United States District Court, N.D. Alabama, Middle Division
MADELINE HUGHES HAIKALA UNITED STATES DISTRICT JUDGE.
to 42 U.S.C. §§ 405(g) and 1383(c), plaintiff
Christy Culwell seeks judicial review of a final adverse
decision of the Commissioner of Social Security. The
Commissioner denied Ms. Culwell's claims for a period of
disability, disability insurance benefits, and supplemental
security income. For the reasons stated below, the Court
affirms the Commissioner's decision.
Culwell filed for a period of disability, disability
insurance benefits, and supplemental security income on
November 14, 2012. (Doc. 8-4, p. 2). Ms. Culwell alleges that
her disability began July 22, 2012. (Doc. 8-4, p. 2; Doc.
8-6, pp. 2, 6). The Commissioner initially denied Ms.
Culwell's claims on January 8, 2013. (Doc. 8-5, pp. 4-8).
Ms. Culwell requested a hearing before an Administrative Law
Judge (ALJ). (Doc. 8-5, pp. 2-3). The ALJ issued an
unfavorable decision on November 13, 2014. (Doc. 8-4, pp.
32-49). On May 10, 2016, the Appeals Council declined Ms.
Culwell's request for review (Doc. 8-3, pp. 2-4), making
the Commissioner's decision final and a proper candidate
for this Court's judicial review. See 42 U.S.C.
§§ 405(g) and 1383(c).
STANDARD OF REVIEW
scope of review in this matter is limited. “When, as in
this case, the ALJ denies benefits and the Appeals Council
denies review, ” the Court “review[s] the
ALJ's ‘factual findings with deference' and
[his] ‘legal conclusions with close
scrutiny.'” Riggs v. Comm'r of Soc.
Sec., 522 Fed.Appx. 509, 510-11 (11th Cir. 2013)
(quoting Doughty v. Apfel, 245 F.3d 1274, 1278 (11th Cir.
Court must determine whether there is substantial evidence in
the record to support the ALJ's factual findings.
“Substantial evidence is more than a scintilla and is
such relevant evidence as a reasonable person would accept as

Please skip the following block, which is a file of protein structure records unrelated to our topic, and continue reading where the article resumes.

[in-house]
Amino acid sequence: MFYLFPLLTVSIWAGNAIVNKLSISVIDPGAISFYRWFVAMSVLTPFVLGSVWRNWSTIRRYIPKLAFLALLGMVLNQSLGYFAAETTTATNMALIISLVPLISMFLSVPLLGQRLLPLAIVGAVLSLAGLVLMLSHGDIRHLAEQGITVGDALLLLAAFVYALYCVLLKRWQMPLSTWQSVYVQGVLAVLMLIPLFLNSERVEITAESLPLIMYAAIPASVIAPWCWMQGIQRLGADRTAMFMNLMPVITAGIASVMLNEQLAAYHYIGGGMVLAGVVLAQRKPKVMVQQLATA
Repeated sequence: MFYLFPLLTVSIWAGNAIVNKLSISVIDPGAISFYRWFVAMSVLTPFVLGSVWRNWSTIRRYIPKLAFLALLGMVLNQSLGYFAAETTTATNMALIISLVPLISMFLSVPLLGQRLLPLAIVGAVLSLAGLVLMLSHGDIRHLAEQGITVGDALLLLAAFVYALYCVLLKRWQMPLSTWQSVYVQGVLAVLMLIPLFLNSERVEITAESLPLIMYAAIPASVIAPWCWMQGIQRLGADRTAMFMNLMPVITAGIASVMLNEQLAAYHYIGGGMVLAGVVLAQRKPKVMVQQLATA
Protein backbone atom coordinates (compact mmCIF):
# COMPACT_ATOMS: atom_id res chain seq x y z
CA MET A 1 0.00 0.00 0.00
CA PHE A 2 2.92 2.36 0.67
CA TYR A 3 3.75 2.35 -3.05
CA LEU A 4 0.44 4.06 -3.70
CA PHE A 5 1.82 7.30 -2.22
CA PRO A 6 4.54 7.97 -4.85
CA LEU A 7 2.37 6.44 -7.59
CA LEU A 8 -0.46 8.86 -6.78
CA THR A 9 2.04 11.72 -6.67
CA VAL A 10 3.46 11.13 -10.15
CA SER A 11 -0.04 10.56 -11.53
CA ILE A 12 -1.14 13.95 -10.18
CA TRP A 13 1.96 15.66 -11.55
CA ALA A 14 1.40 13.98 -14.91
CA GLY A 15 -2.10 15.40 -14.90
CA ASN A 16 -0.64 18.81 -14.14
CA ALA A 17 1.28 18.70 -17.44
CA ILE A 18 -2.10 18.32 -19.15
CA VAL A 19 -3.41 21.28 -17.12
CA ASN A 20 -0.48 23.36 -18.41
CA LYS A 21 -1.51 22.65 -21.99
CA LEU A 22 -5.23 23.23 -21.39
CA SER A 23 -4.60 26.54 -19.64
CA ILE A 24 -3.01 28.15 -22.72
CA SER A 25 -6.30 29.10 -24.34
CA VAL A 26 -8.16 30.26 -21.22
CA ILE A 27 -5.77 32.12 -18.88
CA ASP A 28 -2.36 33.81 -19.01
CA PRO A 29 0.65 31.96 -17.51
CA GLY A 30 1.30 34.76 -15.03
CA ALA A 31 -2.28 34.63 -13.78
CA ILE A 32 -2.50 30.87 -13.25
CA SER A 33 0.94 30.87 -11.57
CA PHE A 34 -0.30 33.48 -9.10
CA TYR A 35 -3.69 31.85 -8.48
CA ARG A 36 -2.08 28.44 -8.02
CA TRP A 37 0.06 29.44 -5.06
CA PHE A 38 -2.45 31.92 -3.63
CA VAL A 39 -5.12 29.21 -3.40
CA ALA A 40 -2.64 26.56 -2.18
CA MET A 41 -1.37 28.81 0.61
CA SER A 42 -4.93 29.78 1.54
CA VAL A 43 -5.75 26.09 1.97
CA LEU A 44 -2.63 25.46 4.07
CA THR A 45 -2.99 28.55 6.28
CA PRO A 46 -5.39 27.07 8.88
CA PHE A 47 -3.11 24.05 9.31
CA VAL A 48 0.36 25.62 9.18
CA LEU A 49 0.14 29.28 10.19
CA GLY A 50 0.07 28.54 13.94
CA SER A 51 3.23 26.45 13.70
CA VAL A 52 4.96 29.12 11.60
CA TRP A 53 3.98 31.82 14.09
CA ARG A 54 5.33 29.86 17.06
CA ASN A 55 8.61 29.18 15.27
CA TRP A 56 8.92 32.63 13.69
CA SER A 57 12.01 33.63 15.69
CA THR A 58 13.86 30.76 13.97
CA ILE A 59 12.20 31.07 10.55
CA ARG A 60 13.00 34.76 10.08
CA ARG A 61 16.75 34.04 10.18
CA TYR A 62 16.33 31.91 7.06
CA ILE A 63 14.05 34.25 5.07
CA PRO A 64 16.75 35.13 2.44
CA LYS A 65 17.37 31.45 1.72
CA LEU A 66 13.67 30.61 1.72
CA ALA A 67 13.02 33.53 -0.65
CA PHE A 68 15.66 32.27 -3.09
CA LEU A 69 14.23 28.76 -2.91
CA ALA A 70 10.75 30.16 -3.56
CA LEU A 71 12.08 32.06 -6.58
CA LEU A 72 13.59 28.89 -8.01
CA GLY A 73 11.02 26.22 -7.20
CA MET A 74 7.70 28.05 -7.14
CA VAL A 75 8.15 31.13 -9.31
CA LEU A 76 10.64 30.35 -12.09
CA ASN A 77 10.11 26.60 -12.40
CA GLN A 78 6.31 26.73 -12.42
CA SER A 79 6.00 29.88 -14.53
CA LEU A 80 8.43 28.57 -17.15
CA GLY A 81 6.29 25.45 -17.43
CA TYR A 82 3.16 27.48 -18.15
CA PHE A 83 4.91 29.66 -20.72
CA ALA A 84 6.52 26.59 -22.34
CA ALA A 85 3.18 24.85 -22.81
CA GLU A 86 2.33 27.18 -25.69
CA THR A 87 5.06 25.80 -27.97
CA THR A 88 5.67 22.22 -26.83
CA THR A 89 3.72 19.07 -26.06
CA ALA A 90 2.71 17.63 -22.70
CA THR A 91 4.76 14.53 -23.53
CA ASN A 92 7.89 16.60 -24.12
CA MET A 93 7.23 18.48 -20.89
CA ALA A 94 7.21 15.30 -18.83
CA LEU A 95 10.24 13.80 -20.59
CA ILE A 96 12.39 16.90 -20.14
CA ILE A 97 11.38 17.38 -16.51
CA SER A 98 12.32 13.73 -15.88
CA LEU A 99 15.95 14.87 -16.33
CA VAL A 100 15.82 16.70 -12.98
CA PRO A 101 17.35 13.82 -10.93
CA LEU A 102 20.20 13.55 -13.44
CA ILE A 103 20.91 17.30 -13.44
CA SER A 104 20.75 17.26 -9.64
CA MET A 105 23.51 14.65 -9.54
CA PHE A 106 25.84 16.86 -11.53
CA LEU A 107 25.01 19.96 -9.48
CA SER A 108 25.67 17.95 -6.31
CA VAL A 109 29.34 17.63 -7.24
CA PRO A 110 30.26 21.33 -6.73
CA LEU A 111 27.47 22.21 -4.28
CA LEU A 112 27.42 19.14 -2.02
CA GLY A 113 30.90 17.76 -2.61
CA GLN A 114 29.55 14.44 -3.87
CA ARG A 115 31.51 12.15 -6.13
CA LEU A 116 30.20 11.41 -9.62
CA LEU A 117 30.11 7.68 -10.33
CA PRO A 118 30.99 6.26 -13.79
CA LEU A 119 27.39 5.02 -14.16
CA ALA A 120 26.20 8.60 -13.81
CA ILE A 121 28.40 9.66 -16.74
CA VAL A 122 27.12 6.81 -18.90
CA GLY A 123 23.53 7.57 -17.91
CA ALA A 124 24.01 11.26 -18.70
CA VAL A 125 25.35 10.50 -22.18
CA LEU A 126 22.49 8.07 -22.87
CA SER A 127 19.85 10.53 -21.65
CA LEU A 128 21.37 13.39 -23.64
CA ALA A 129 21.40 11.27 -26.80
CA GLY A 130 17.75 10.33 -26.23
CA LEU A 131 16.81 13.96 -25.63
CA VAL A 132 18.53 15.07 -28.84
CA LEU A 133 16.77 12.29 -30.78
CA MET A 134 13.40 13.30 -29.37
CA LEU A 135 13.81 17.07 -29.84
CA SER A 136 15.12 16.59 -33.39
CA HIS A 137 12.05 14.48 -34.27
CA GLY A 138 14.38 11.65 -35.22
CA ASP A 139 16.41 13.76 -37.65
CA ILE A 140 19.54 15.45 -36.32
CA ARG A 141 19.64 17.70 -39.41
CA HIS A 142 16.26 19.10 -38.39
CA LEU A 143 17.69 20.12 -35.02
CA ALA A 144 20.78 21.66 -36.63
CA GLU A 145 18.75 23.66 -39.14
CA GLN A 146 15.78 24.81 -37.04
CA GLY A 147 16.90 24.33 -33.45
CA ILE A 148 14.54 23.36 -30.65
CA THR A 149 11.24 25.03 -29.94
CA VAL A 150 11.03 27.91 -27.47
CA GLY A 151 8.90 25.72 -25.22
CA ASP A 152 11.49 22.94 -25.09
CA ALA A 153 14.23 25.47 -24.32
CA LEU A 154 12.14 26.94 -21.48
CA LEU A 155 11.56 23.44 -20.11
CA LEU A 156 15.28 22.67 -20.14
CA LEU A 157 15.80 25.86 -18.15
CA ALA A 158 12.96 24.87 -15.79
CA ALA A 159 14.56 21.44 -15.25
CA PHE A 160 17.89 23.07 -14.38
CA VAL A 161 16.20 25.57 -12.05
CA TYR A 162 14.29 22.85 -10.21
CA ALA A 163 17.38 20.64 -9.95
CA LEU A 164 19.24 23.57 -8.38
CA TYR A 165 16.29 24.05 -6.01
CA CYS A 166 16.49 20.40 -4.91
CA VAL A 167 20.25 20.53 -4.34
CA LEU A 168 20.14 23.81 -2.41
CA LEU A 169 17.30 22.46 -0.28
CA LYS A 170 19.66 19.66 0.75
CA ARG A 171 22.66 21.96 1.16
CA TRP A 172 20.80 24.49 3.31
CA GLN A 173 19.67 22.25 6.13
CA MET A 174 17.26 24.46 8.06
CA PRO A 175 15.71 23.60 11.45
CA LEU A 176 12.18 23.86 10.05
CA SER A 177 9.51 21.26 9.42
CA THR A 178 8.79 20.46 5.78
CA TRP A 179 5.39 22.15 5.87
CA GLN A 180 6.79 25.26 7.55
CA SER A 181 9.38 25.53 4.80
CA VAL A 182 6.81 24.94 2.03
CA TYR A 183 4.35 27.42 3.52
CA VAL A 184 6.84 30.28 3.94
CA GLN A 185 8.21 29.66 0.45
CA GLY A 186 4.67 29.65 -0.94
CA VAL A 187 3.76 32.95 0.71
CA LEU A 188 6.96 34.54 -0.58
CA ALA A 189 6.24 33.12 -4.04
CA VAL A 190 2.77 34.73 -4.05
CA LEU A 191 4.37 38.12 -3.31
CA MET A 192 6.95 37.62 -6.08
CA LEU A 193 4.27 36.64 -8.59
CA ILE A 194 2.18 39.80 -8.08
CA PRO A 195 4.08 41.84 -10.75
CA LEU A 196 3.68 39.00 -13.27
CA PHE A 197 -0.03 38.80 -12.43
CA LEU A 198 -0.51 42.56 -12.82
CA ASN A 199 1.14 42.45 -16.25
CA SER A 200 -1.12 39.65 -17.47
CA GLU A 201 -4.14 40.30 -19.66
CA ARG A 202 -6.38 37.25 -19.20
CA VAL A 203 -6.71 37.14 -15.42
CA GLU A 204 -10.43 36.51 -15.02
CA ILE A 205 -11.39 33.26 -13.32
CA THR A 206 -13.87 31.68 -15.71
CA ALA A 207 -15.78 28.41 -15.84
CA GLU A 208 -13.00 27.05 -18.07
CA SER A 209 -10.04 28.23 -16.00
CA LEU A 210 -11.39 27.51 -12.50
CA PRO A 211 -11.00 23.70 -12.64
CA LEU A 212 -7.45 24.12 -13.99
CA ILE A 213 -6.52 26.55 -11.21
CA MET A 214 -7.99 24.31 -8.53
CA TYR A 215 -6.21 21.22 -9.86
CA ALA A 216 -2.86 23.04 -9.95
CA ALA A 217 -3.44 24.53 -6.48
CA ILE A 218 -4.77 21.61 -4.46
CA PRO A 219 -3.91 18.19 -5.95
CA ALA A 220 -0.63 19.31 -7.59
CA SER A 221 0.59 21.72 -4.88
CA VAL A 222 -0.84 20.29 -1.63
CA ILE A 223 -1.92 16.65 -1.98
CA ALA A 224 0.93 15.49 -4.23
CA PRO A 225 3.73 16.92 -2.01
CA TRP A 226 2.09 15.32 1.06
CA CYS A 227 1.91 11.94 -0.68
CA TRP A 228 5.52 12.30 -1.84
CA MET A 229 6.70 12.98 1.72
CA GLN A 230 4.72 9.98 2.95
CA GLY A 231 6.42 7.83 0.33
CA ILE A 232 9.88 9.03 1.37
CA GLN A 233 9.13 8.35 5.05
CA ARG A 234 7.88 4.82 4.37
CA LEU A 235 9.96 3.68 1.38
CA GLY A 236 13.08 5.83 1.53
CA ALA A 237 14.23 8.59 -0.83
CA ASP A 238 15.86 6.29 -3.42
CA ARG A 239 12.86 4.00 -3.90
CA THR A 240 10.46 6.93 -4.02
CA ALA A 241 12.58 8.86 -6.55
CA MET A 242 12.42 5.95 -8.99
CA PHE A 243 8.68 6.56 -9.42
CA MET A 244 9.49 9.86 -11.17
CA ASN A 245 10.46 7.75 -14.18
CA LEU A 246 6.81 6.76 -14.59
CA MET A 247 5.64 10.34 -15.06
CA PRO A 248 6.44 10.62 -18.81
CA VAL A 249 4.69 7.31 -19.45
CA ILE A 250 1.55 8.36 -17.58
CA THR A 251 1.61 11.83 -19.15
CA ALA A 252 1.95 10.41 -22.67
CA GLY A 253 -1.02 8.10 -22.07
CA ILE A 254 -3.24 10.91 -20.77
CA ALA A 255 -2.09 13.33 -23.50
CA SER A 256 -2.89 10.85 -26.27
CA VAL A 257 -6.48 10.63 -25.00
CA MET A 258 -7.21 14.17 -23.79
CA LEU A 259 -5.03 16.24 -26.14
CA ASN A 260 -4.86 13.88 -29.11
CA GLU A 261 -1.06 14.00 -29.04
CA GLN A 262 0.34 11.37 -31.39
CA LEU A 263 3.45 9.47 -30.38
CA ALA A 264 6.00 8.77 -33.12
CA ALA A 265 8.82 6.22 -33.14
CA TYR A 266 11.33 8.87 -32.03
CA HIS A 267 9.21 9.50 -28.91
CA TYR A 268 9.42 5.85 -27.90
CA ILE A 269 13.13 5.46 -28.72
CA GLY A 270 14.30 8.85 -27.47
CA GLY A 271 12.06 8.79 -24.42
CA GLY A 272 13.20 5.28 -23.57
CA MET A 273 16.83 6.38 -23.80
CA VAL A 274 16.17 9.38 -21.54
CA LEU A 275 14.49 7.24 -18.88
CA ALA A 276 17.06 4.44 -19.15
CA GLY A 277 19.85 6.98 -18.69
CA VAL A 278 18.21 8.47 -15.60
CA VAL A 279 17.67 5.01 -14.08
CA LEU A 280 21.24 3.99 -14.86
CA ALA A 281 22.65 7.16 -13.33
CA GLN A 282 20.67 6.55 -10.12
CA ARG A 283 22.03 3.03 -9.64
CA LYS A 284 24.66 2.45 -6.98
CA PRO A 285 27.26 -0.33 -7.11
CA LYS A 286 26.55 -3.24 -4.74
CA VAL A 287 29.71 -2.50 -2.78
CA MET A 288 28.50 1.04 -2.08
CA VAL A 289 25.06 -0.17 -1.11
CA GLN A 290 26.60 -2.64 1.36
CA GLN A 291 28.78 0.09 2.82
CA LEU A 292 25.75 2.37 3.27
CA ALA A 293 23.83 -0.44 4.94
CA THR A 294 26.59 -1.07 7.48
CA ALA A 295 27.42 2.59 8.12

adequate to support a conclusion.” Crawford v.
Comm'r of Soc. Sec., 363 F.3d 1155, 1158 (11th Cir.
2004). In evaluating the administrative record, the Court may
not “decide the facts anew, reweigh the evidence,
” or substitute its judgment for that of the ALJ.
Winschel v. Comm'r of Soc. Sec. Admin., 631 F.3d
1176, 1178 (11th Cir. 2011) (internal quotations and citation
omitted). If substantial evidence supports the ALJ's
factual findings, then the Court “must affirm even if
the evidence preponderates against the Commissioner's
findings.” Costigan v. Comm'r, Soc. Sec.
Admin., 603 Fed.Appx. 783, 786 (11th Cir. 2015) (citing
Crawford, 363 F.3d at 1158).
respect to the ALJ's legal conclusions, the Court must
determine whether the ALJ applied the correct legal
standards. If the Court finds an error in the ALJ's
application of the law, or if the Court finds that the ALJ
failed to provide sufficient reasoning to demonstrate that
the ALJ conducted a proper legal analysis, then the Court
must reverse the ALJ's decision. Cornelius v.
Sullivan, 936 F.2d 1143, 1145-46 (11th Cir. 1991).
SUMMARY OF THE ALJ'S DECISION
determine whether a claimant has proven that she is disabled,
an ALJ follows a five-step sequential evaluation process. The
(1) whether the claimant is currently engaged in substantial
gainful activity; (2) whether the claimant has a severe
impairment or combination of impairments; (3) whether the
impairment meets or equals the severity of the specified
impairments in the Listing of Impairments; (4) based on a
residual functional capacity (“RFC”) assessment,
whether the claimant can perform any of his or her past
relevant work despite the impairment; and (5) whether there
are significant numbers of jobs in the national economy that
the claimant can perform given the claimant's RFC, age,
education, and work experience.
Winschel, 631 F.3d at 1178.
case, the ALJ found that Ms. Culwell has not engaged in
substantial gainful activity since July 22, 2012, the alleged
onset date. (Doc. 8-4, p. 37). The ALJ determined that Ms.
Culwell suffers from the following severe impairments:
degenerative disc disease of the lumbar spine with disc
herniation at ¶ 5, syringomyelia at ¶ 6,
fibromyalgia, depression/mood disorder, and anxiety/panic
disorder. (Doc. 8-4, p. 37). The ALJ found that Ms. Culwell
also has the following non-severe impairments: irritable
bowel syndrome; gastroesophageal reflux disease; and
osteoarthritis. (Doc. 8-4, p. 38). Based on a review of the
medical evidence, the ALJ concluded that Ms. Culwell does not
have an impairment or a combination of impairments that meets
or medically equals the severity of any of the listed
impairments in 20 C.F.R. Part 404, Subpart P, Appendix 1.
(Doc. 8-4, p. 40).
light of Ms. Culwell's impairments, the ALJ evaluated Ms.
Culwell's residual functional capacity or RFC. The ALJ
determined that Ms. Culwell has the RFC to perform:
light work as defined in 20 CFR 404.1567(b) and 416.967(b)